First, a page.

H …………… is the Hubble constant
    t …………… is time

    Differentiating x above, we get x ̇= HAe^Ht = Hx.

    But Ae^Ht is continuous and differentiable over all time, so we can differentiate x ̇ again and get:

    x ̈ = Hx ̇ = H^2 x

    Indeed, we can continue differentiating ad infinitum to get implied accelerations and super-accelerations until the cows come home. Clearly, the energy required for such things to be possible is infinite. As it is impossible for new energy to be continuously generated out of nothing, the initial postulate that the red shift of distant stars is a Doppler effect is not borne out by the mathematics.
  9. Jan 9, 2012 #8


    User Avatar
    Science Advisor
    Gold Member

    Your ignorance is not sufficient justification to rewrite the laws of physics.
  10. Jan 11, 2012 #9
    I absolutely concur with your assertion that my ignorance does not justify my changing the laws of physics. In fairness, however, ignorance has never stopped anyone from postulating laws of physics in the first place.
    Let us take a simple and generally accepted law such as the law of conservation of momentum. Let us say we are dealing with a closed system and are ignoring extraneous factors such as friction and energy dissipation due to heat during the following collision:
    We have two masses travelling in the same straight line with the smaller and faster mass following the larger mass. Let mass M1 travelling at a velocity of V1 be following mass M2 travelling at a velocity of V2. After collision, the combined mass (M1 + M2) would then travel at a velocity of V3.
    The law of conservation of momentum would state that:
    M1V1 + M2V2 = ( M1 + M2)V3

    Now let us plug some simple values into this equation – e.g.
    M1 = 2 V1 = 7
    M2 = 5 V2 = 3
    (M1 + M2) = 7

    This would give us a calculated value of V3 = 4.14 (to 2 decimal places)

    Now let us consider the energy in the system before and after the collision.

    Surely 0.5M1 V1^2 + 0.5M2V2^2 = 0.5 (M1 + M2) V3^2.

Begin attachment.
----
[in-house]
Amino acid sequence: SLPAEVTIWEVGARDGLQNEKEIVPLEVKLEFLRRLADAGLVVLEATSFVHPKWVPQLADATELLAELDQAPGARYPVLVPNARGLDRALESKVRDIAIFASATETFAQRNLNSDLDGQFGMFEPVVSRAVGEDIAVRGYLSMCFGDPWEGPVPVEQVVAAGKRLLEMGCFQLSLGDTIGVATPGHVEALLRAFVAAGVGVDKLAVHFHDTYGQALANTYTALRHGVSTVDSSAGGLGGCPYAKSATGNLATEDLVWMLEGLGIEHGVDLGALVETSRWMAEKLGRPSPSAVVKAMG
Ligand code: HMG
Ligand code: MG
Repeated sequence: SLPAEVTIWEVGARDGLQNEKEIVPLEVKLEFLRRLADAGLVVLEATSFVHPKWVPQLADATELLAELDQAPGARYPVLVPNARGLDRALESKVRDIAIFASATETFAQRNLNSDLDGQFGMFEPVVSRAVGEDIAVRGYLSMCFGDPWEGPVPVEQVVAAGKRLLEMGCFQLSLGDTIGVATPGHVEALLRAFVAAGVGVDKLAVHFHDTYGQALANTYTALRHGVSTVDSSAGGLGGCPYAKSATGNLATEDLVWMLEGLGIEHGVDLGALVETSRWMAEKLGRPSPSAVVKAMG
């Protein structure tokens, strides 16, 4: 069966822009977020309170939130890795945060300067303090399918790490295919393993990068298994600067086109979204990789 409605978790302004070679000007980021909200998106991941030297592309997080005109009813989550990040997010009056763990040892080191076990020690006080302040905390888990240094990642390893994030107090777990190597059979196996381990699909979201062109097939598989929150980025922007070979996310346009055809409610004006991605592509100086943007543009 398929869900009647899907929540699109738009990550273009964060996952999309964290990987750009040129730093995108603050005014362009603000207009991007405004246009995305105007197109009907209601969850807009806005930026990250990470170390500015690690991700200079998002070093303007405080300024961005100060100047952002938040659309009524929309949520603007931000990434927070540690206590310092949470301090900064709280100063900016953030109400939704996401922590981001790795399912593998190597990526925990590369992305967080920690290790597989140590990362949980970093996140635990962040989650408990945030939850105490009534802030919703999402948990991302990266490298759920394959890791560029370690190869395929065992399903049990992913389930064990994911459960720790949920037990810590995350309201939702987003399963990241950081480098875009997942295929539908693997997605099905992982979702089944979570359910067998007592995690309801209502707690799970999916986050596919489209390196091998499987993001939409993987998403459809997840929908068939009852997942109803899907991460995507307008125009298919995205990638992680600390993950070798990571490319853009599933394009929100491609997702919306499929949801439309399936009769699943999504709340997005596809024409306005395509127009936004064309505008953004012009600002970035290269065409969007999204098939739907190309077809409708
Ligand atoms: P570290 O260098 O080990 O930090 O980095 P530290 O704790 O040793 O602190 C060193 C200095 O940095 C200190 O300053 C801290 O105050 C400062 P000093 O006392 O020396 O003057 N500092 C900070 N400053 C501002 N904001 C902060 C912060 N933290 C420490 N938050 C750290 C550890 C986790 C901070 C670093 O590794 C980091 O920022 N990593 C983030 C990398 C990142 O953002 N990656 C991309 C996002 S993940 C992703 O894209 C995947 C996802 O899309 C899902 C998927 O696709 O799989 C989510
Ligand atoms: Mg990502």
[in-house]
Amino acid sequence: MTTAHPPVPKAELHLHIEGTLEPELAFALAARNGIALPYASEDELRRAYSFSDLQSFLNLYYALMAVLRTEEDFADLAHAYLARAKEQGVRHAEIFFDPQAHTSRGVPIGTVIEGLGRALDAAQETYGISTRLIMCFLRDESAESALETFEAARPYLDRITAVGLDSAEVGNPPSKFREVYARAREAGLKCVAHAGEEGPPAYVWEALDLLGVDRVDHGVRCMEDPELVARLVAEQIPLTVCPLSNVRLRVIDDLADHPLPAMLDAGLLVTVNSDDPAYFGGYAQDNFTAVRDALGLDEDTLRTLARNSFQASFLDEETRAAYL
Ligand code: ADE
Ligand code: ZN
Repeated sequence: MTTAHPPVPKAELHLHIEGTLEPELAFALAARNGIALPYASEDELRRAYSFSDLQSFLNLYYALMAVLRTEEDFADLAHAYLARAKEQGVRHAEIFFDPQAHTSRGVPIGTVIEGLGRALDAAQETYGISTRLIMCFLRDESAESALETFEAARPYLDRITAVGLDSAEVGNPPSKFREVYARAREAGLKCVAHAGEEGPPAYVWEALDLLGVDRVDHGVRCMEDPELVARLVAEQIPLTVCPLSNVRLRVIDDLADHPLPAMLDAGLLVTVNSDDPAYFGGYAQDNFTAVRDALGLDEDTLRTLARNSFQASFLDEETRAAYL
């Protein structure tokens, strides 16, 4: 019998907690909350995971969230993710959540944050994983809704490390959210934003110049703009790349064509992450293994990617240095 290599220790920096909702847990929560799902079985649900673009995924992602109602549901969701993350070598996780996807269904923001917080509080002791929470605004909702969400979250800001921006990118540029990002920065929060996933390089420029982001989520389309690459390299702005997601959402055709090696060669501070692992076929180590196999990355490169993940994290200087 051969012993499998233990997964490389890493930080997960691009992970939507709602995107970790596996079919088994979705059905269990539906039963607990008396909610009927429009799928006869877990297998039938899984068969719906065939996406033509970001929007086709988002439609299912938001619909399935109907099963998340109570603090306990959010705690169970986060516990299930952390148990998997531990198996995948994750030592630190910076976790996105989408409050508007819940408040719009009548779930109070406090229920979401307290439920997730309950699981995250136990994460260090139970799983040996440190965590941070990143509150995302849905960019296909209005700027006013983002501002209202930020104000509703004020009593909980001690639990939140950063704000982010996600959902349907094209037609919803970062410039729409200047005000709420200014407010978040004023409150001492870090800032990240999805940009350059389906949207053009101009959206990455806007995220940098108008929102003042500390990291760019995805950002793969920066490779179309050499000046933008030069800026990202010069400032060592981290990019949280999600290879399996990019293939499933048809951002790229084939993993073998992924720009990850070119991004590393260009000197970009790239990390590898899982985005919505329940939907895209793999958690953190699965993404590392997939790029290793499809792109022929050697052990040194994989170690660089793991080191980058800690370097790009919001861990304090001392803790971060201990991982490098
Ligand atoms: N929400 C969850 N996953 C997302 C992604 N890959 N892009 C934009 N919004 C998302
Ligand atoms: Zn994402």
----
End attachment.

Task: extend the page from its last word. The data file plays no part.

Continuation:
Thus 49 + 22.5 = 59.99

    But the left side of the equation sums to 71.5 while the right sums to 59.99.

    So, if the law of conservation of momentum is correct, 11.51 units of energy have magically disappeared as a result of this collision. Thus, either the law of conservation of momentum is wrong or the law of conservation of energy is wrong. They can’t both be right (unless my ignorance has led me into some error in calculation).

    By the way, if a black hole is simply a point, how can we have massive black holes and microscopic black holes?
  11. Jan 11, 2012 #10


    User Avatar
    Staff Emeritus
    Science Advisor

    Black holes are not points. The event horizon is three dimensional and the diameter is larger when the mass of the black hole is larger. What lies behind is unknown.
    Also, I don't believe you are using the right math to account for the kinetic energy. You would need to figure out the amount of acceleration provided by the smaller faster object impacting the larger object and figure the final velocity of both objects combined. Assuming there are no losses the two sides should be equal.
    Last edited: Jan 11, 2012
  12. Jan 11, 2012 #11
    dcorbett the mistake you made with your momentum example is that you assumed that the collision should be perfectly elastic.Perfectly elastic collisions are ones where there is no loss of kinetic energy and such collisions are rare.They can happen with microscopic objects for example with gas atoms under certain conditions but never with macroscopic objects such as in your example.When macroscopic objects collide it is total energy that is conserved,the lost kinetic being converted to other forms such as heat energy.
Share this great discussion with others via Reddit, Google+, Twitter, or Facebook